He’s got a launch party planned here at Guelph. Now Aaron Berg is crossing his fingers for successful deployment of a NASA satellite this week.
All going well, the U of G geography professor expects he’ll begin receiving data from the Soil Moisture Active Passive (SMAP) satellite this spring. He says information from the satellite about global soil moisture and soil freeze-thaw stats will help forecasters and farmers better predict floods, droughts, seasonal weather forecasts and crop yields.
An expert in soil moisture and modelling, Berg will be among a group of leading Canadian and international researchers to receive and analyze data from the new satellite.
But why is soil water so important?
Weather can be affected by how much water evaporates into the atmosphere, says Berg, and a key influence on that evaporation rate is how wet or dry soils are. Soil moisture also affects flooding or drought. Farmers need to consider soil conditions before planting or spraying crops.
The new satellite is scheduled to be launched Jan. 29. Berg will speak about the project and provide a live feed of the launch in the Hutt Building, 240B, beginning at 9 a.m.
Orbiting from pole to pole some 700 kilometres above Earth, the satellite will use both microwaves and radar to monitor soil wetness. The satellite sensors will essentially “paint” longitudinal swaths of the planet, covering all of Canada every two to three days, says Berg.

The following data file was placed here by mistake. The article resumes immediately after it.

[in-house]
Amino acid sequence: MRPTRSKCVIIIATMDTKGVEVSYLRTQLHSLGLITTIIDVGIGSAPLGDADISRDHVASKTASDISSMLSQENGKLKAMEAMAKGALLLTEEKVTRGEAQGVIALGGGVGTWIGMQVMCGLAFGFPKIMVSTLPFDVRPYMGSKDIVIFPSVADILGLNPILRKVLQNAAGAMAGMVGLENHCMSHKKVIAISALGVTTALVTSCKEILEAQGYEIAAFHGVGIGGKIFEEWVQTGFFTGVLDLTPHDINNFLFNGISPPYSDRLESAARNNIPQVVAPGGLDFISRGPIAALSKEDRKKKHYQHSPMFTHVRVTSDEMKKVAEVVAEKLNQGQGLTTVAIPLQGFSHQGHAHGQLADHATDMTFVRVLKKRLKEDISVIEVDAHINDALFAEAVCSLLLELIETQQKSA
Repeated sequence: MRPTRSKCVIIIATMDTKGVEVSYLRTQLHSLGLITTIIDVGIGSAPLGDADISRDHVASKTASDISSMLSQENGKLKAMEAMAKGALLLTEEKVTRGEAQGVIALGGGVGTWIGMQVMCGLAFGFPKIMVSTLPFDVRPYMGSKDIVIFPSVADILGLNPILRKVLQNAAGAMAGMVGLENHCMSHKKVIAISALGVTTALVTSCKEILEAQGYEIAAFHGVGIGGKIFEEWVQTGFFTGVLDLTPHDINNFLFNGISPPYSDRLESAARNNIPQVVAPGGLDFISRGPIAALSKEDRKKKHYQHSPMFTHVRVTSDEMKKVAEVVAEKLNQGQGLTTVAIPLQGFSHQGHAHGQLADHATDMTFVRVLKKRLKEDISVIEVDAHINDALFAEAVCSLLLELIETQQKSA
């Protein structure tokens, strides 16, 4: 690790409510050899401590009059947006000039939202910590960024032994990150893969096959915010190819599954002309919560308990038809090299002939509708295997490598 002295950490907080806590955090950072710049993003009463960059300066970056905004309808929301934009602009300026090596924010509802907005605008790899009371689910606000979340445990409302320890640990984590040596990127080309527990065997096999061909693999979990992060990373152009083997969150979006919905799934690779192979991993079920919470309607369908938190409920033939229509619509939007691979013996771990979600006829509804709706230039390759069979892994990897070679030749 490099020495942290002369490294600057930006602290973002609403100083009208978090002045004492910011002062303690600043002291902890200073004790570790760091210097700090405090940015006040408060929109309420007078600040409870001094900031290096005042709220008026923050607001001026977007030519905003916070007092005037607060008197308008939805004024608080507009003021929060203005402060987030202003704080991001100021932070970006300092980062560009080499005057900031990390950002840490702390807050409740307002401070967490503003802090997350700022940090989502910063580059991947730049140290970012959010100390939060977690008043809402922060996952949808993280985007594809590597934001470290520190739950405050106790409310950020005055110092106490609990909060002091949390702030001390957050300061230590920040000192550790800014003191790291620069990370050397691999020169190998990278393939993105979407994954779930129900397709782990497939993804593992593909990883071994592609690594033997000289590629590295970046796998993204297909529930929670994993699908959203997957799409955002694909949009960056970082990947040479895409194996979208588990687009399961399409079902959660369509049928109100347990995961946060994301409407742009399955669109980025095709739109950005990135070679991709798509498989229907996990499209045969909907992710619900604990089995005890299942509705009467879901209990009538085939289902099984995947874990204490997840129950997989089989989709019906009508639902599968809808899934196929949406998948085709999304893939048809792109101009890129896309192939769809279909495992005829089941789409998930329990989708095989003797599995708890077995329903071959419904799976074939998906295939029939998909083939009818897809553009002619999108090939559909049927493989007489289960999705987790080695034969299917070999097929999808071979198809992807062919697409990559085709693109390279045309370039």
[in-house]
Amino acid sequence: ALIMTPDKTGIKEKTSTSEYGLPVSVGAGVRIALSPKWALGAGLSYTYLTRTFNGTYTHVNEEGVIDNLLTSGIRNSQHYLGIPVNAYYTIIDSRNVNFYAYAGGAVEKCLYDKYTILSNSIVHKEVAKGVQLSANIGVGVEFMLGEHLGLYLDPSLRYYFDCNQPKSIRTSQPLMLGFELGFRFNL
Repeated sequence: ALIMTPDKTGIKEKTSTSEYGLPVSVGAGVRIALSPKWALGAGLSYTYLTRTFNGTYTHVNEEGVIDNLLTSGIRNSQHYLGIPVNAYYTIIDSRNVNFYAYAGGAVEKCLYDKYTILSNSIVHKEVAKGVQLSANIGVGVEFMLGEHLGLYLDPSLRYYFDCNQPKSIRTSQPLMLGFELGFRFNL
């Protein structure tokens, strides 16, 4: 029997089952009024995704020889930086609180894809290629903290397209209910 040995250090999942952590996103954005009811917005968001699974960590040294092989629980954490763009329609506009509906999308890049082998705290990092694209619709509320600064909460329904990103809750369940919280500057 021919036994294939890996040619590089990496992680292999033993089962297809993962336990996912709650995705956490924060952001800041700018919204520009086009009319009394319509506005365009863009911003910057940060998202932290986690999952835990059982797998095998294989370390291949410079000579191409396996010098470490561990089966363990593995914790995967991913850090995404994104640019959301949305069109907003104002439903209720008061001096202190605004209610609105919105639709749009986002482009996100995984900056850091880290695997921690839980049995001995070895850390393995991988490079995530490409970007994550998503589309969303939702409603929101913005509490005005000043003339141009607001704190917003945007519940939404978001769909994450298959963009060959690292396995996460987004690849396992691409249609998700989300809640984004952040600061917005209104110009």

Back on Earth, researchers will compare and validate the satellite measurements with information from ground-based sensors at monitoring sites in Ontario, Manitoba, Saskatchewan and the Northwest Territories. Along with his students and post-doc researchers, Berg monitored these sites for several years while the new satellite was being developed.
Along with researchers from other Canadian universities, Berg belongs to the Floodnet Network, which is improving flood prediction. The network received federal government support last fall. He plans to look at how soil moisture data can be used in flood prediction models.
Because the sensors can distinguish between wet and frozen ground, they will also help researchers learn more about freeze-thaw cycles, particularly in Canada’s vast tundra lands.
Berg says his research team is among few academic centres with observation networks able to validate soil moisture and freeze-thaw cycles from various satellite sensors. All of his nearly dozen students and post-docs have projects using satellite-based soil moisture observations, with study sites ranging from southern Ontario farmland to the boreal forest to the tundra.
Partners on the Canadian science team for the SMAP satellite include the Canadian Space Agency, Agri-Food and Agriculture Canada, and Environment Canada, as well as researchers at the University of Sherbrooke, the University of Toronto and the University of Manitoba.